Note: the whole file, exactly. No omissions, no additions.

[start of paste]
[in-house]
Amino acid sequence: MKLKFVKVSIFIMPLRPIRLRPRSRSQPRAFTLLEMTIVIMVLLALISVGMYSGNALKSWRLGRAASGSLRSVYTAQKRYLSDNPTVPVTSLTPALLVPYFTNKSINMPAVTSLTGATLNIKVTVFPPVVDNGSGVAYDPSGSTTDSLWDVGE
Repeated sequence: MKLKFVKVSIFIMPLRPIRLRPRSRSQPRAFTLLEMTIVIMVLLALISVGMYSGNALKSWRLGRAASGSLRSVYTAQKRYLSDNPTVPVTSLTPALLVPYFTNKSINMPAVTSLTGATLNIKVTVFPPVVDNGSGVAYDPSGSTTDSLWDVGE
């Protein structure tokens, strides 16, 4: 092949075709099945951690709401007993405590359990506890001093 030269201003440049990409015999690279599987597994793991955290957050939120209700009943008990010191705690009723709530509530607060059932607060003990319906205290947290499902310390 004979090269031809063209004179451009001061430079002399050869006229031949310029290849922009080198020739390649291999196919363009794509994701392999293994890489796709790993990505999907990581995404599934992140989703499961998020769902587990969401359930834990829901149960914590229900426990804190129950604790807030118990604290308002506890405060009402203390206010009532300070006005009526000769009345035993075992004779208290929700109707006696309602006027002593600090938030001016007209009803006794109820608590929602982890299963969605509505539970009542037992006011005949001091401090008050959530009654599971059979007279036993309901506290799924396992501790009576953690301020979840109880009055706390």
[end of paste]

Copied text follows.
[in-house]
Amino acid sequence: MKLKFVKVSIFIMPLRPIRLRPRSRSQPRAFTLLEMTIVIMVLLALISVGMYSGNALKSWRLGRAASGSLRSVYTAQKRYLSDNPTVPVTSLTPALLVPYFTNKSINMPAVTSLTGATLNIKVTVFPPVVDNGSGVAYDPSGSTTDSLWDVGE
Repeated sequence: MKLKFVKVSIFIMPLRPIRLRPRSRSQPRAFTLLEMTIVIMVLLALISVGMYSGNALKSWRLGRAASGSLRSVYTAQKRYLSDNPTVPVTSLTPALLVPYFTNKSINMPAVTSLTGATLNIKVTVFPPVVDNGSGVAYDPSGSTTDSLWDVGE
């Protein structure tokens, strides 16, 4: 092949075709099945951690709401007993405590359990506890001093 030269201003440049990409015999690279599987597994793991955290957050939120209700009943008990010191705690009723709530509530607060059932607060003990319906205290947290499902310390 004979090269031809063209004179451009001061430079002399050869006229031949310029290849922009080198020739390649291999196919363009794509994701392999293994890489796709790993990505999907990581995404599934992140989703499961998020769902587990969401359930834990829901149960914590229900426990804190129950604790807030118990604290308002506890405060009402203390206010009532300070006005009526000769009345035993075992004779208290929700109707006696309602006027002593600090938030001016007209009803006794109820608590929602982890299963969605509505539970009542037992006011005949001091401090008050959530009654599971059979007279036993309901506290799924396992501790009576953690301020979840109880009055706390």